So of course, that inspired me to re-write some of our holiday songs. Why don’t you learn them, and then we can try old-school caroling as a novel fundraising technique. Suggest other #nonprofitholidaysongs in the comment section and on Twitter. Continue reading

The Nonprofit Hunger Games, and what we must do to end them

Katniss-Violence-Mockingjay-2A while ago, at a leadership seminar I was a participant in, I sat down at a random table and met a really nice older couple, along with another participant in the program, “Jane.” We all got to talking, and it turned out the two seniors were major donors to Jane’s organization who also happened to like Vietnamese food. I said, “Hey, I know a great Vietnamese restaurant! I’d love to take you sometime. Maybe the four of us could get lunch together.”

There was a 20-second stare down between Jane and me. The breeze died. Tumbleweeds rolled in the background, and a horse snorted nervously. Vultures circled overhead. “Yes…” said Jane, “I’ll connect all of us.” She never did. I ran into her at another event, and she introduced me to others as “The guy who tried to poach my donors.”

Why am I telling this story? One, to warn Jane that I will not rest until I find those donors, and I will have lunch with them, and I will persuade them to donate to my organization, and she won’t be able to stop me, because I will not sleep or eat until I share spring rolls with peanut sauce with them and a check is in my hands, muwahahahahahahah! MUWAHAHAHAHAHAHA!!!

Two, to illustrate the fact that the Nonprofit Hunger Games are going too far and are destructive to our sector’s collective mission of making the world better. Continue reading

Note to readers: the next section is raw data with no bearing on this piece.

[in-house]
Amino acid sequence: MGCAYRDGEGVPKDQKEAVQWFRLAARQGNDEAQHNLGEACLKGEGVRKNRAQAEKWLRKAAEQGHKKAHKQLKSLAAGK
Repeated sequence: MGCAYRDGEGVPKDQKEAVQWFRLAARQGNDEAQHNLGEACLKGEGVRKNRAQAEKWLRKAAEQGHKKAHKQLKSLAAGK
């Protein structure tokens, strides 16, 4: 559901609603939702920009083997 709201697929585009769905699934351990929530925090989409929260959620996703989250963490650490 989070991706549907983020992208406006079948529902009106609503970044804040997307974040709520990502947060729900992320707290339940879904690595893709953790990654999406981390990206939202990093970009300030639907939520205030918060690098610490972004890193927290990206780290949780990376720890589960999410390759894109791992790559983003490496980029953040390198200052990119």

Winter is coming, and the donor-centric fundraising model must evolve

nedHi everyone, this post is one of the toughest I have written. Mainly because I just watched the latest episode of Game of Thrones and now am feeling depressed and anxious about which character I like is next to die. Just kidding—kind of. This post is difficult to write because individual donor cultivation is complex, and I have been so focused on other areas of our sector that this seems like new territory for NWB. Today’s post, then, is more an invitation for discussion, and I hope fundraisers, and donors, will weigh in with thoughts and counterpoints.

Over the last few years, we have been sharpening our fundraising knives on the whetting stone of donor-centrism in order to carve into the gluten-free loaf of equity and social justice. (This may just be the worst metaphor I’ve written since the Vitamix of summits blending the margaritas of community engagement). Because of the constancy and complexity of fundraising, the brilliant development professionals in our field—Pamela Grow and Mary Cahalane being two that I learn from—have created a model where the donor is at the center. It is not about us and our organizations and programs, but about the donors and their relationships with our missions. I’ve been making sure donors are thanked quickly and in personalized ways and are constantly kept in the loop, for example. And I’ve been learning to say “you” way more often in all my communications, both at work, and even at home—e.g., “YOU do the dishes!” Continue reading